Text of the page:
Lygus bug (Lygus hesperus) (Fig. 1) is a major pest of strawberry in the Central Coast. Lygus bug populations develop on weed hosts surrounding the strawberry fields such as wild radish, common groundsel, lupines, and mustards (Zalom et al. 2012). Time to time, adults migrate into the strawberry fields and lay eggs. Eggs hatch, and molt through five nymphal stages before molting into adults. Lygus bug feeding on the developing embryos affects the normal development of tissues surrounding the embryo (Handley and Pollard 1993) and affected fruits are misshapen often referred as “catfaced fruit” (Fig. 2) which are deemed unmarketable. Although both nymphs and adults can cause catface injury, nymphs are considered more destructive than adults. The young fruits up to ~10 days after petal fall are considered vulnerable to economic injury from lygus bug feeding (Zalom et al. 2012).
Chemical control continues to be an effective tool for lygus bug control and growers are always seeking effective and softer insecticides for its control. A replicated trial comparing the efficacy of insecticide treatments against lygus bug was conducted in first-year strawberry ‘San Andreas' in Watsonville, CA in 2016. The details on insecticide products and rates used in the trial are shown in Table 1. The insecticides were applied twice at 10 day interval using commercial tractor mounted sprayer. The water volume used for both the applications was 150 gal per acre and was applied at 140 psi. Dyne-Amic (surfactant) was added at 0.25% v/v to all the treatments. Insect samples were collected using regular sized Rubbermaid container by hitting 20 flowering strawberry plants with lid. In addition, 60 fruits were sampled from each plot to determine catface injury.
Pre-count sample did not show any difference in number of adult and nymphal lygus bugs among treatments (Figs. 3 and 4). Overall, all the insecticide treatments reduced the number of lygus bug adults and nymphs compared with untreated plants. The combination treatments using pyrethroid insecticides such as Danitol and Brigade suppressed lygus bugs and general predators such as bigeyed bug, minute pirate bug, and damsel bug as well as spiders (Figs. 5-8). Data show that reduced-risk insecticides, Rimon and Beleaf suppressed lygus bug nymphs as well. Sequoia, not yet registered on strawberry, provided a decent lygus bug control. Sivanto initially provided a good suppression of adults and nymphs but could not adequately sustain the control for more than a week. Two rates of Avaunt (unregistered insecticide on strawberry) was included in this experiment and were comparable to other effective insecticides in this experiment.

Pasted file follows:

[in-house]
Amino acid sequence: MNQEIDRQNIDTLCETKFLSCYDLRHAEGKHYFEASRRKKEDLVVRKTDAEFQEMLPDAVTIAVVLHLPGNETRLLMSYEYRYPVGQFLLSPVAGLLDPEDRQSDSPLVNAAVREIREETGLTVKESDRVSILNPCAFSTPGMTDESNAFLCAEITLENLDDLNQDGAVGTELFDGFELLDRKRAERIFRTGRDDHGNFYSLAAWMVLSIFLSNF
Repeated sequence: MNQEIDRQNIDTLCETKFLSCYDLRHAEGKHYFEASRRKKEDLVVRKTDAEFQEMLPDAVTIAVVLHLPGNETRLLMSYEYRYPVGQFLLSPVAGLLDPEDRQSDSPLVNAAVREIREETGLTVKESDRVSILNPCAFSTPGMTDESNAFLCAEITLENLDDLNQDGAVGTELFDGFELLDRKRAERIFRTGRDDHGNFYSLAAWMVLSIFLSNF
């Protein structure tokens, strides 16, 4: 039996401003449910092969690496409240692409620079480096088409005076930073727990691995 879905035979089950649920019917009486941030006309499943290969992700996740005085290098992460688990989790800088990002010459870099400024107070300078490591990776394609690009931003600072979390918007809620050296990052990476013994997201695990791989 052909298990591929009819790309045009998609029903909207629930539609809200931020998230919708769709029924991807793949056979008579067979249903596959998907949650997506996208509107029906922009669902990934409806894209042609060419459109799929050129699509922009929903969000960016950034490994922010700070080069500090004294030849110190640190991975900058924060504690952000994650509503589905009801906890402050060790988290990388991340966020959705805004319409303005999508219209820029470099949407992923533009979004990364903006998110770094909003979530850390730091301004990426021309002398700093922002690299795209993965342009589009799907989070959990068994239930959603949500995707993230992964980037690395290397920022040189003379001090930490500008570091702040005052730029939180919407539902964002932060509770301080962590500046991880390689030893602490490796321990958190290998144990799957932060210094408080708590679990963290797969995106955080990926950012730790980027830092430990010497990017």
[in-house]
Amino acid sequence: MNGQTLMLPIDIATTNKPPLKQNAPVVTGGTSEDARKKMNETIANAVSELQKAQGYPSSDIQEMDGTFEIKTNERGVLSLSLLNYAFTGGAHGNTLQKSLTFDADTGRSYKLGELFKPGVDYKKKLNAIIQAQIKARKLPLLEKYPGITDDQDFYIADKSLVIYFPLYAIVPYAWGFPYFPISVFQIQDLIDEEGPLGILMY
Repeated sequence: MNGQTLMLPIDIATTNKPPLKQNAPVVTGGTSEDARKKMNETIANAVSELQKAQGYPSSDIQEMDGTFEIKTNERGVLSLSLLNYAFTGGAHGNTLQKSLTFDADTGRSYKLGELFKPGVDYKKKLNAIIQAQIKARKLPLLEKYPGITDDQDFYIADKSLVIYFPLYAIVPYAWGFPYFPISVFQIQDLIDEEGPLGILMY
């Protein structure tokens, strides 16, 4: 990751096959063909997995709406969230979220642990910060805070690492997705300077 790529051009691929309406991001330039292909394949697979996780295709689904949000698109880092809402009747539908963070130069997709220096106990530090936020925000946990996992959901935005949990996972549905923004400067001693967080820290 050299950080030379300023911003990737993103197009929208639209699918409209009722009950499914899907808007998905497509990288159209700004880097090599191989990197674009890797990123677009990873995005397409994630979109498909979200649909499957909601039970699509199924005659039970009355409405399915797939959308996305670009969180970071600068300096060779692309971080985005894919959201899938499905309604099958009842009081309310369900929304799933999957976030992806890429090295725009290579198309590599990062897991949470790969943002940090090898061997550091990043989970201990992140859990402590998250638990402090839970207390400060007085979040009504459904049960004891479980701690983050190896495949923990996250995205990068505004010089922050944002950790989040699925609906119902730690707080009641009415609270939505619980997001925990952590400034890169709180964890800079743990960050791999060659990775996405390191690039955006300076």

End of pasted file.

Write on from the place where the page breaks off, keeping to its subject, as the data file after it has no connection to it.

Insecticide use certainly reduced catface injury on strawberry fruit. Number of fruits with catface injury was lower in all the insecticide treated plants than untreated except the lower rate of Avaunt (Fig. 9). Catface injury on fruits treated with Sequoia was lower than untreated but not different from other insecticides (except lower rate of Avaunt).
Handley, D. T., and J. E. Pollard. 1993. Microscopic examination of tarnished plant bug (Heteroptera: Miridae) feeding damage to strawberry. J. Econ. Entomol. 86: 505-510.
Zalom, F. G., M. P. Bolda, S. K. Dara, and S. Joseph. 2012. Strawberry: Lygus bug. UC Pest Management Guidelines, UC ANR Publication 3468. http://www.ipm.ucdavis.edu/PMG/r734300111.html
Two spotted spider mite (Fig. 1A) is a major pest of strawberry and caneberries. The spider mites lay 0.14 mm eggs (in diameter) on the undersides of strawberry leaves. Once the eggs hatch and the larvae go through three stages and molt into adult males, and reproductive females. As the name suggests, they are called two spotted spider mite because of one or more dark spots on the bottom half of each side of the body. They are typically dull or yellow colored organism but during the winter months, they undergo diapause (a resting stage) and appear as reddish or orange color (Fig. 1B) which often is confused and misidentified as carmine mite or presumably a new mite never seen before. Carmine spider mite is a bright red colored mite (Fig. 1C) but do not have spots on the either side of the body. They rarely cause economic injury to strawberry. They occurring during the winter and spring months in the Salinas/Watsonville strawberry fields. Predatory mites are also greyish, pale reddish or orange colored in general but they are shiny and moves very fast on the leaves (Video).
For further reading click the Pest Management Guidelines for mites in strawberry (http://www.ipm.ucdavis.edu/PMG/r734400111.html)